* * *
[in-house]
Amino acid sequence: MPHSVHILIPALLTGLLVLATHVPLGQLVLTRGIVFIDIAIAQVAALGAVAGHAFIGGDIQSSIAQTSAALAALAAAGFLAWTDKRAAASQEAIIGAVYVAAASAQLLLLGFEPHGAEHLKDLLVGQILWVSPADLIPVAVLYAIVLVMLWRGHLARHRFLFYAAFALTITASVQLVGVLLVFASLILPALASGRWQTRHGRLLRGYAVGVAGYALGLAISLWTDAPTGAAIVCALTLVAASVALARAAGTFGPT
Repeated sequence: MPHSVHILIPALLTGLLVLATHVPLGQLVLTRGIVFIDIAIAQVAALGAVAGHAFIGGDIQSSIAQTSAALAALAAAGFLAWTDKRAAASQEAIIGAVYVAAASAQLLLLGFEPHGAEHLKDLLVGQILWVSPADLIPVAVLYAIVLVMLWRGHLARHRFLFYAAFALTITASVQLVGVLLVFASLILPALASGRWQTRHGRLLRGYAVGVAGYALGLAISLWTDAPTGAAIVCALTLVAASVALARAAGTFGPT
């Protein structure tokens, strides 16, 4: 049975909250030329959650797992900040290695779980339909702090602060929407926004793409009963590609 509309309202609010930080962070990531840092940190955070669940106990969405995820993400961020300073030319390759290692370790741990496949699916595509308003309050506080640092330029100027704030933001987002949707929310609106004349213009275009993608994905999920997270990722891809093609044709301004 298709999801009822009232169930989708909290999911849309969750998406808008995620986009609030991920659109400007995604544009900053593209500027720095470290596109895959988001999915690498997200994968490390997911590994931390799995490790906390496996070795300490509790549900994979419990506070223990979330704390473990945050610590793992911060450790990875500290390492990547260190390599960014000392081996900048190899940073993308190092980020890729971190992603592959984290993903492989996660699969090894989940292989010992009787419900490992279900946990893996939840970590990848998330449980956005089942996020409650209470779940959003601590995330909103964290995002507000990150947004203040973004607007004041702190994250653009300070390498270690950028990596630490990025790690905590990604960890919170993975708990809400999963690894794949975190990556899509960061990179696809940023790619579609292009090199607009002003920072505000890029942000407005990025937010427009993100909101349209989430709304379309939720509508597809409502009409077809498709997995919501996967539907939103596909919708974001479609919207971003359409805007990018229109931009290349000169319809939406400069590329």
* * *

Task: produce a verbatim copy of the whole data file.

[in-house]
Amino acid sequence: MPHSVHILIPALLTGLLVLATHVPLGQLVLTRGIVFIDIAIAQVAALGAVAGHAFIGGDIQSSIAQTSAALAALAAAGFLAWTDKRAAASQEAIIGAVYVAAASAQLLLLGFEPHGAEHLKDLLVGQILWVSPADLIPVAVLYAIVLVMLWRGHLARHRFLFYAAFALTITASVQLVGVLLVFASLILPALASGRWQTRHGRLLRGYAVGVAGYALGLAISLWTDAPTGAAIVCALTLVAASVALARAAGTFGPT
Repeated sequence: MPHSVHILIPALLTGLLVLATHVPLGQLVLTRGIVFIDIAIAQVAALGAVAGHAFIGGDIQSSIAQTSAALAALAAAGFLAWTDKRAAASQEAIIGAVYVAAASAQLLLLGFEPHGAEHLKDLLVGQILWVSPADLIPVAVLYAIVLVMLWRGHLARHRFLFYAAFALTITASVQLVGVLLVFASLILPALASGRWQTRHGRLLRGYAVGVAGYALGLAISLWTDAPTGAAIVCALTLVAASVALARAAGTFGPT
């Protein structure tokens, strides 16, 4: 049975909250030329959650797992900040290695779980339909702090602060929407926004793409009963590609 509309309202609010930080962070990531840092940190955070669940106990969405995820993400961020300073030319390759290692370790741990496949699916595509308003309050506080640092330029100027704030933001987002949707929310609106004349213009275009993608994905999920997270990722891809093609044709301004 298709999801009822009232169930989708909290999911849309969750998406808008995620986009609030991920659109400007995604544009900053593209500027720095470290596109895959988001999915690498997200994968490390997911590994931390799995490790906390496996070795300490509790549900994979419990506070223990979330704390473990945050610590793992911060450790990875500290390492990547260190390599960014000392081996900048190899940073993308190092980020890729971190992603592959984290993903492989996660699969090894989940292989010992009787419900490992279900946990893996939840970590990848998330449980956005089942996020409650209470779940959003601590995330909103964290995002507000990150947004203040973004607007004041702190994250653009300070390498270690950028990596630490990025790690905590990604960890919170993975708990809400999963690894794949975190990556899509960061990179696809940023790619579609292009090199607009002003920072505000890029942000407005990025937010427009993100909101349209989430709304379309939720509508597809409502009409077809498709997995919501996967539907939103596909919708974001479609919207971003359409805007990018229109931009290349000169319809939406400069590329």